His successor, Anthony “Blue Jaguar” Morodi, got a little closer. In 1974 Morodi beat visiting Scotsman Jim Watt, a future world champion, but in his next bout just six days later, Morodi lost on points over 10 rounds to Tadios Fisher, a reasonable pugilist from neighbouring Rhodesia.
In the early 1970s Anthony “Qash” Sithole, another star of Soweto, had gone to Australia in a bid to secure his shot, but his effort was derailed when he returned home for a few months, losing his black SA bantamweight title to Joe “Green Cobra” Gumede.
Gumede, who also held the black national flyweight belt, sparred with Arnold Taylor before his crack against WBA bantamweight champion Romeo Anaya in late 1973. “Green Cobra” had given Taylor, South Africa’s white bantamweight champion, a tough time.
Taylor won the world title, but Gumede’s stocks didn’t rise. He took matters into his own hands in early 1974, absconding shortly before a scheduled national bantamweight title defence to Mexico for a fight that had the potential of getting him into world contention.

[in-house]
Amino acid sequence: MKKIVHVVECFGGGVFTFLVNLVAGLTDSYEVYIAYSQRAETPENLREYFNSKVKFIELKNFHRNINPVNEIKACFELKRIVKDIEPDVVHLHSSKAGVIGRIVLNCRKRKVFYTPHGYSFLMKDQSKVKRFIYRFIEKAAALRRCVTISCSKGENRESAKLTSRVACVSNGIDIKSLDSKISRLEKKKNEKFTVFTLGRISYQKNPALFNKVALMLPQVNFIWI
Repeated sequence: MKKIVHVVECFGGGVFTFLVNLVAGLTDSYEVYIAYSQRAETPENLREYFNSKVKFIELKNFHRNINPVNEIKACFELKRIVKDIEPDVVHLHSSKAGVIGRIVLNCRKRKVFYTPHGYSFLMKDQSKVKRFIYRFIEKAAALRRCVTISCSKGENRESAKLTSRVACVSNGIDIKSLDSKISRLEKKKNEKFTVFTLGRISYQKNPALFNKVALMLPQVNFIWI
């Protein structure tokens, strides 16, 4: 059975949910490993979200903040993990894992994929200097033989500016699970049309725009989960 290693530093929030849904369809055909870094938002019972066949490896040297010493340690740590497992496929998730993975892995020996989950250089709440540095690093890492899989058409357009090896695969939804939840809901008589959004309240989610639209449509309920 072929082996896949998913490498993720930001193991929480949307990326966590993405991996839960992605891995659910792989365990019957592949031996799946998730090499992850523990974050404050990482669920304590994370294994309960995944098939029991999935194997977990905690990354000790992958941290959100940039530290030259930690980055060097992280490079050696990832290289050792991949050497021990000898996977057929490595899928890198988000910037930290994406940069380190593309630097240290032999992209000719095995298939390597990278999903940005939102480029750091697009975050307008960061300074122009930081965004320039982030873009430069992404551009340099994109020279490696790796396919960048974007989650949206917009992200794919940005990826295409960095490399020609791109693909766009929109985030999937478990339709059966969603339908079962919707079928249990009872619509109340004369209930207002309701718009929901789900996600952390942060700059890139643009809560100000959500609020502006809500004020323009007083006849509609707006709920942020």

He lost the fight as well as a second bout in Mexico City, and when he returned to South Africa he was stripped of both belts for ruining the tournament he was supposed to headline. But Mathebula had also witnessed major political changes within South African boxing.
The apartheid government had allowed the first mixed-race bout in December 1973 so the hero of white boxing fans at the time, Pierre Fourie, could take on world light-heavyweight champion Bob Foster, a black American, at the Rand stadium in Johannesburg.
The next step was permitting black and white boxers to fight on the same bills against international opponents. Then came black and white champions facing off in racial unification bouts for so-called supreme titles.
Partial end to segregation
In early 1979 the commission scrapped black, white and supreme titles, offering only provincial and national belts. It may have been a bold move at the time, but it hardly signalled the end of racist attitudes.
The decision was announced at the annual boxing awards, where Charlie Weir edged “Tap Tap” Makhathini in the voting for the coveted Boxer of the Year prize. Makhathini proved the electorate wrong less than four months later by knocking Weir clean out.